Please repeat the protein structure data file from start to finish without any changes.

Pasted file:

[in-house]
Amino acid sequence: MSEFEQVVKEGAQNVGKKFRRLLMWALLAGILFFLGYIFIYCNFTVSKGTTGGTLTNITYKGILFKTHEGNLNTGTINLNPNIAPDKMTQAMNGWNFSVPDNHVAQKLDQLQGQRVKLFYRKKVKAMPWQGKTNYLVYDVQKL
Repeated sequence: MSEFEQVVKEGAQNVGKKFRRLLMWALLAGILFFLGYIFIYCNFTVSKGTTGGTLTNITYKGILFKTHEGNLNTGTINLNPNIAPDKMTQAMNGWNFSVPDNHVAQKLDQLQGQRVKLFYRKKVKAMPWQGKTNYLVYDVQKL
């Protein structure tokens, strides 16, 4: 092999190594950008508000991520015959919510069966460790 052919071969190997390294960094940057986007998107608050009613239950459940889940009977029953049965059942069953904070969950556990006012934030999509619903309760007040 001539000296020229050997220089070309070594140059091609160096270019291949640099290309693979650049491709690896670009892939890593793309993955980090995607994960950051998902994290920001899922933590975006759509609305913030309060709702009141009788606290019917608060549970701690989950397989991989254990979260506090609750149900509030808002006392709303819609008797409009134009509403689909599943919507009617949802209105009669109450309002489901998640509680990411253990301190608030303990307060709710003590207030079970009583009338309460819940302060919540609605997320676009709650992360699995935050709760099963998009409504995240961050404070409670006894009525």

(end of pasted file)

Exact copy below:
[in-house]
Amino acid sequence: MSEFEQVVKEGAQNVGKKFRRLLMWALLAGILFFLGYIFIYCNFTVSKGTTGGTLTNITYKGILFKTHEGNLNTGTINLNPNIAPDKMTQAMNGWNFSVPDNHVAQKLDQLQGQRVKLFYRKKVKAMPWQGKTNYLVYDVQKL
Repeated sequence: MSEFEQVVKEGAQNVGKKFRRLLMWALLAGILFFLGYIFIYCNFTVSKGTTGGTLTNITYKGILFKTHEGNLNTGTINLNPNIAPDKMTQAMNGWNFSVPDNHVAQKLDQLQGQRVKLFYRKKVKAMPWQGKTNYLVYDVQKL
């Protein structure tokens, strides 16, 4: 092999190594950008508000991520015959919510069966460790 052919071969190997390294960094940057986007998107608050009613239950459940889940009977029953049965059942069953904070969950556990006012934030999509619903309760007040 001539000296020229050997220089070309070594140059091609160096270019291949640099290309693979650049491709690896670009892939890593793309993955980090995607994960950051998902994290920001899922933590975006759509609305913030309060709702009141009788606290019917608060549970701690989950397989991989254990979260506090609750149900509030808002006392709303819609008797409009134009509403689909599943919507009617949802209105009669109450309002489901998640509680990411253990301190608030303990307060709710003590207030079970009583009338309460819940302060919540609605997320676009709650992360699995935050709760099963998009409504995240961050404070409670006894009525």